Periodontal Home Remedies | San Antonio Periodontist

skd284147sdcPeriodontal disease is one of the most common problems Americans face – as many as half of American adults have some level of periodontal disease, and that percentage increases at higher ages. Periodontal disease can take many forms – from mild gingivitis, with symptoms like red inflamed gums, to severe periodontal disease – where pus from infections can push teeth from their socket.

Fortunately, there are a number of things you can do at home to help prevent – and even treat – periodontal disease. First and foremost – you should brush at least twice a day (ideally after each meal), and floss at least once a day. Periodontal disease typically starts with plaque and tartar on the teeth – brushing and flossing helps remove that plaque before it can harden into tartar.

In addition to brushing and flossing, have regular professional dental cleanings. Most dentists recommend professional cleanings every 6 months, but talk to your dentist about their preferred schedule. Professional cleanings can not only clean plaque better than brushing or flossing, but will remove the hardened, calcified tartar that simple brushing will not be able to remove. Removing the tartar is crucial to separating the bacteria from the surface of the teeth and gums – by physically removing the protective barrier, future brushing will be more likely to prevent periodontal disease from gaining a foothold beneath your gums.

In addition to flossing and professional cleaning, help combat plaque and tartar with supplemental cleaning. For example, use a mouthwash that’s designed to combat plaque, and use dental picks or dental sticks to help remove food material and debris between your teeth. Consider using an electric toothbrush – the vibration of electric toothbrushes may be more effective at displacing plaque and tartar than a manual toothbrush.

Finally, controlling bacteria in the mouth can be done with a few home remedies. Saltwater rinses (2 teaspoons of salt in a glass of warm water, swirled in your mouth for up to 60 seconds) and hydrogen peroxide (food grade, equal parts 3 percent hydrogen peroxide and water, swirled in your mouth for a few seconds and then spit out) can help combat bacteria in your mouth, and sugar free gum with Xylitol has antibacterial properties as well as encourages the production of saliva to help wash food particles from your mouth.

While there’s no substitute for professional dental visits, taking good care of your mouth at home will help keep periodontal disease at bay. If you see red, inflamed, or bleeding gums, skip the home treatment and visit a professional – it’s best to treat periodontal disease before it becomes a serious problem.

If you have any questions or want to schedule a visit for more information on gum health, call  at Andrew Weber DDS at 210-496-5603 or visit our website at or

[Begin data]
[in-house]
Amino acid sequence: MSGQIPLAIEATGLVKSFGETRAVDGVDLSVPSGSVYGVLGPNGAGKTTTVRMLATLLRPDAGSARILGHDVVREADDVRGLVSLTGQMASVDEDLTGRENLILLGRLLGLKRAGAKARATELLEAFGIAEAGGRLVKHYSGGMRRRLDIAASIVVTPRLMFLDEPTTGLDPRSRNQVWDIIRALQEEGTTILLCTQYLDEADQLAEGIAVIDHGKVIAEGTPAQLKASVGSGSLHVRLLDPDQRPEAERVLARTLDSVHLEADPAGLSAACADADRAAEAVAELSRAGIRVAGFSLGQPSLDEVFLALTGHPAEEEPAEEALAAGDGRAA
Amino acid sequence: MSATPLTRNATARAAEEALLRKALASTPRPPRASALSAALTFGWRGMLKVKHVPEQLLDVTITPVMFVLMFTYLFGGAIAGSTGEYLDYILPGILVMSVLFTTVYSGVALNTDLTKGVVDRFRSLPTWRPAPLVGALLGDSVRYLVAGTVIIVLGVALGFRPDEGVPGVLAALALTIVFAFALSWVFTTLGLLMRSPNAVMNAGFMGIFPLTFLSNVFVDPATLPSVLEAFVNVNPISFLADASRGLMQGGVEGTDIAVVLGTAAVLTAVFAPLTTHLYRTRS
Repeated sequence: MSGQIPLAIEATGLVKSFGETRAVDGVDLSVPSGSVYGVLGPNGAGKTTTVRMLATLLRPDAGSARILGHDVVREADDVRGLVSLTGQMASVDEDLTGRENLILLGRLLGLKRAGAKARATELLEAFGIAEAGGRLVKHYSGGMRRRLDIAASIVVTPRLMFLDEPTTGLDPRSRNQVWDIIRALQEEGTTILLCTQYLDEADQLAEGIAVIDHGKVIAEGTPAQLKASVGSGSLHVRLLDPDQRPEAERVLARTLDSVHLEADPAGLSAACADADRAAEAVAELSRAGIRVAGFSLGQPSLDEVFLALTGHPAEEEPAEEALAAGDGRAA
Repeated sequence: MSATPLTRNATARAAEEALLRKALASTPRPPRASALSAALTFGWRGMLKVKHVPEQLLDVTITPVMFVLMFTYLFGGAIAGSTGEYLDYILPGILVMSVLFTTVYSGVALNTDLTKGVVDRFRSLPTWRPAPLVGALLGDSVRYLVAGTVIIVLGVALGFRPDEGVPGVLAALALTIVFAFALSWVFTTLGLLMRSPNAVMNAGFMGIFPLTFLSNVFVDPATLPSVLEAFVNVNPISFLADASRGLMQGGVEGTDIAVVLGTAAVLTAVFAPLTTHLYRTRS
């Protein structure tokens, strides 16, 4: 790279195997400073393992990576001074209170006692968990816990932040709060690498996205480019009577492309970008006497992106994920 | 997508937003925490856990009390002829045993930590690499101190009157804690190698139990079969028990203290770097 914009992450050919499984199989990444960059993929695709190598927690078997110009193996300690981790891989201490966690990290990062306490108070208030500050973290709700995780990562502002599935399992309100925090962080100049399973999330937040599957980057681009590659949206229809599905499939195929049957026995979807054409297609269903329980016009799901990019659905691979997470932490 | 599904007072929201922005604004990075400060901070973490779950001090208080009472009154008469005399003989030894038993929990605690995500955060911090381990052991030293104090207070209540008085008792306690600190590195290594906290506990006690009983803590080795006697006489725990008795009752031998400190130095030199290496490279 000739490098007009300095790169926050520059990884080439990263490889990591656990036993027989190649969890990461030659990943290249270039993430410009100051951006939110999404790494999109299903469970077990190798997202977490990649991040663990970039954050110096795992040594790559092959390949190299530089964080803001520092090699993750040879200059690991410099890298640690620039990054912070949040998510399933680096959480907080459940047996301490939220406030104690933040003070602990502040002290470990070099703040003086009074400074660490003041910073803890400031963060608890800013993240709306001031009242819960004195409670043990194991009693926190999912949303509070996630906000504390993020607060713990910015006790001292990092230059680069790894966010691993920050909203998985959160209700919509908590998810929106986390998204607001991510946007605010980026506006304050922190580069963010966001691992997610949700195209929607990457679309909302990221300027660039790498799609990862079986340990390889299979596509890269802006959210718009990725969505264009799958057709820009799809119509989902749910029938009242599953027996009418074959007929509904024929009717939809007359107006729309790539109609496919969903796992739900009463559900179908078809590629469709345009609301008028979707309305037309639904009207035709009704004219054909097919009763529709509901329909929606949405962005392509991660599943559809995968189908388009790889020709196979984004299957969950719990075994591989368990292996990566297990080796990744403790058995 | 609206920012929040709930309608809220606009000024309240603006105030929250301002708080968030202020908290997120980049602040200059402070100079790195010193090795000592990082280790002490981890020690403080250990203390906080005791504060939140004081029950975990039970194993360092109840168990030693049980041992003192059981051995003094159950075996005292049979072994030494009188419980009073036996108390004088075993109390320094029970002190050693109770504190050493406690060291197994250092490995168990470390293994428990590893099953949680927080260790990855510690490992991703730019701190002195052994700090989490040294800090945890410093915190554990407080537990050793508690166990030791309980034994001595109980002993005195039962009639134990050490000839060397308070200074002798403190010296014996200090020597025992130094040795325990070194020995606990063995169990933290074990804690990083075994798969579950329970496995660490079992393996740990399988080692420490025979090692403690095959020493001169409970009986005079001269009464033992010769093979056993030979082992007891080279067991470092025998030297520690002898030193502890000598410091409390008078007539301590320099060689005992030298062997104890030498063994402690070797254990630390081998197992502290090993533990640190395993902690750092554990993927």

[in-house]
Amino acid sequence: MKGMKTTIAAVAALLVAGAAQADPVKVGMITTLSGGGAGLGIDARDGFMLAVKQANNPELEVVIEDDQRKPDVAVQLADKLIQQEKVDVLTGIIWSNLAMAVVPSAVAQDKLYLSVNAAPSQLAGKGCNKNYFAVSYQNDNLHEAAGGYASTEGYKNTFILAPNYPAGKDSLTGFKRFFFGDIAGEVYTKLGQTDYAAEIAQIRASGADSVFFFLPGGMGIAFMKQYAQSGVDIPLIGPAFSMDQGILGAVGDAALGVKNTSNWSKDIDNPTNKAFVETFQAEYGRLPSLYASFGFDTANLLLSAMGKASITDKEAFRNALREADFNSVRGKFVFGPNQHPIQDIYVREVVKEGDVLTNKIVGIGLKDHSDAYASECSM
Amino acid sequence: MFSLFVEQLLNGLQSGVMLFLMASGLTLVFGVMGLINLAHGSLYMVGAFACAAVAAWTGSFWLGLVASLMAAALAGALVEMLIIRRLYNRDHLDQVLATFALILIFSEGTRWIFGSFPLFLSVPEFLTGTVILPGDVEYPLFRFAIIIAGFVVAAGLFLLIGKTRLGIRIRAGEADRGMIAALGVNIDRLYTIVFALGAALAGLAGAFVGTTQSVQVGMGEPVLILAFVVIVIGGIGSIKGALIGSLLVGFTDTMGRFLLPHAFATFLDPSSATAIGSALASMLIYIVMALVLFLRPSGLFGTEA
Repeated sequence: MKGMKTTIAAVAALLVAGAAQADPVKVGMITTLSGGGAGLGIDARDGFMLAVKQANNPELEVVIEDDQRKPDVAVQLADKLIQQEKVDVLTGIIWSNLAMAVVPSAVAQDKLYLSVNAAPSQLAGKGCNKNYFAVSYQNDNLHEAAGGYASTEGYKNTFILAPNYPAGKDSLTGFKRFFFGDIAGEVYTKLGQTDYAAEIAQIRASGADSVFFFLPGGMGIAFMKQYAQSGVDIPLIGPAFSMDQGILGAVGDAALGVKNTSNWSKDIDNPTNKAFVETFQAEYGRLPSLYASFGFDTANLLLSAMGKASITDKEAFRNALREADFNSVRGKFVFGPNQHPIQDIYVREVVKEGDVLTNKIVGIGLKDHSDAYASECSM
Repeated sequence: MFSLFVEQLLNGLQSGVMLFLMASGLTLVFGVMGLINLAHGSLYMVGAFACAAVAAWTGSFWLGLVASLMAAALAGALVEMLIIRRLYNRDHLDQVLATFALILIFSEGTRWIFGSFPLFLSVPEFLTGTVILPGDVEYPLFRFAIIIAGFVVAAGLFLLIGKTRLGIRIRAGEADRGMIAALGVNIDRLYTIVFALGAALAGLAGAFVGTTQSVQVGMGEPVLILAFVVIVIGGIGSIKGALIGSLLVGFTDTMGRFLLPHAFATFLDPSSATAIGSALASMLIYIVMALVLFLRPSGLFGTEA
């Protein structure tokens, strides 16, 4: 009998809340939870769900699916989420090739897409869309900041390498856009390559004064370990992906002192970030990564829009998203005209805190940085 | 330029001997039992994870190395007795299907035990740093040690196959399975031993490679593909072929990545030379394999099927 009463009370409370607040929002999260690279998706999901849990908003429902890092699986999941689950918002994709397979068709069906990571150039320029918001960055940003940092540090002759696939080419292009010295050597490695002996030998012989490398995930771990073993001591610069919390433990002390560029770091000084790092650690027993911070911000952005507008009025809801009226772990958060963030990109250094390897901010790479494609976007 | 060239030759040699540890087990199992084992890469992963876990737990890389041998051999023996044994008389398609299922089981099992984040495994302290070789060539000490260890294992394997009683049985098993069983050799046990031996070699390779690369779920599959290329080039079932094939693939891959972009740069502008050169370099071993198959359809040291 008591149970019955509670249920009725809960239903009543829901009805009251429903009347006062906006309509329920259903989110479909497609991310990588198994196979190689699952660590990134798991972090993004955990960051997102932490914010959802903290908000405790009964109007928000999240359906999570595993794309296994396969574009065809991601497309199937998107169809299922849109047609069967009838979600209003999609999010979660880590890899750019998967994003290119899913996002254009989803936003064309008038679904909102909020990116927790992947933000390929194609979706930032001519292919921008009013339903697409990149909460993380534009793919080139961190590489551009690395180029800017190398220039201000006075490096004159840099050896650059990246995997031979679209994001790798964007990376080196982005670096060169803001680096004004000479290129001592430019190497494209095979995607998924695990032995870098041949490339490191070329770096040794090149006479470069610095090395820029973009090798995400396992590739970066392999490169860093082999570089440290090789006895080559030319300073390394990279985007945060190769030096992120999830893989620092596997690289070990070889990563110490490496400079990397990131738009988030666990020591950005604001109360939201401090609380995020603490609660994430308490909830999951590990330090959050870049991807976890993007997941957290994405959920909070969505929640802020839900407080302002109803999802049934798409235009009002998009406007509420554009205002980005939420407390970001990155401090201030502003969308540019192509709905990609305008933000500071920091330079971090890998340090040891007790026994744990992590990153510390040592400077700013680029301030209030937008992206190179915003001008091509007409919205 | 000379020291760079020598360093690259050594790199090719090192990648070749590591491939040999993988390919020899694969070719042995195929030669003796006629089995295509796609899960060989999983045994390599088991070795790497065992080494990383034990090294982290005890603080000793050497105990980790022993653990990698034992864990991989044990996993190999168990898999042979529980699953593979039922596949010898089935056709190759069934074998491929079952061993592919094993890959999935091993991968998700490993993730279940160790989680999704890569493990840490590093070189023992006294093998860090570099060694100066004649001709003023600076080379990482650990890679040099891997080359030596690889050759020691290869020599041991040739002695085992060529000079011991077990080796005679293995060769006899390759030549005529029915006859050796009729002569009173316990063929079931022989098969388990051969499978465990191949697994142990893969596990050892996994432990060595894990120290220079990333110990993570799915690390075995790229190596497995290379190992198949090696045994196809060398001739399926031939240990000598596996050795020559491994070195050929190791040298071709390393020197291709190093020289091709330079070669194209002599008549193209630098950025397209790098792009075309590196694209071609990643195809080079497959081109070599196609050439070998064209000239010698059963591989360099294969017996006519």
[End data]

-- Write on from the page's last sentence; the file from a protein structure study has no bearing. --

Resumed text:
Periodontal Abscess | San Antonio Periodontist

periodontal gum recessionHuman mouths are full of bacteria. Those bacterial colonies cause a number of problems, from tooth decay to periodontal disease, and often is a painless, nearly symptom-free state until it advances to a point where potentially permanent damage has been done. One exception to the symptom-free rule is the periodontal abscess.

Periodontal abscesses are collections of pus within the gums resulting from a bacterial infection, typically periodontal disease. These infections are unpleasant – the pus creates pressure, which causes tenderness. Often originating near or beneath a tooth, a periodontal abscess can cause sharp pain upon biting, and the inflammation can make a tooth feel raised or out of place. At some point, the pressure of the pus within the tissue may become too much, and the tissue may tear, releasing the pus into the mouth, causing a bad taste. These symptoms are indication of a problem – fortunately, the problem can often be treated before it causes irreparable damage.

Treating a periodontal abscess is straightforward. The initial treatment will involve treating the infection and discomfort caused by the pus, and determining if the nearby tooth can be salvaged or if it needs to be removed. A patient’s first abscess, treated immediately upon discovery, is likely to save the tooth, presuming the tooth is otherwise healthy. If the tooth is unhealthy, the tooth may be removed, allowing the pus to drain. If the tooth is not being removed, the pus may be drained via manual expression through an existing opening, or surgically with an incision. Once the pus is removed, the infection itself is treated, often with antibiotics such as amoxicillin. The underlying cause of the infection is often treated at a later date – through periodontal techniques such as periodontal scaling – to remove the plaque and tartar that contributes to the bacterial infection.

While periodontal abscesses are certainly not fun, they’re easily treated, and may help patients realize they have serious problems before teeth are irreparably damaged. If you’re feeling sharp pain in your gums, if you’ve seen or felt a bubble of pus beneath the skin, or if you’ve tasted the bitter discharge as a pus pocket burst, don’t procrastinate – talk to a dentist or periodontist quickly, so the infection can be treated and your teeth can be saved.

If you have any questions or want to schedule a visit for more information on gum health, call  at Andrew Weber DDS at 210-496-5603 or visit our website at or

Periodontal Scaling | San Antonio Periodontist

ThinkstockPhotos-464323669Periodontal disease is a common problem for many Americans. Characterized by bacterial infections below the gum-line, periodontal disease starts as a minor irritation and inflammation, but can grow to be severe, causing bone loss and eventual tooth loss. Mild and moderate forms of periodontal disease are often known as gingivitis, and gingivitis is typically treated by your dentist or periodontist with a combination of proper oral hygiene and a technique known as periodontal scaling.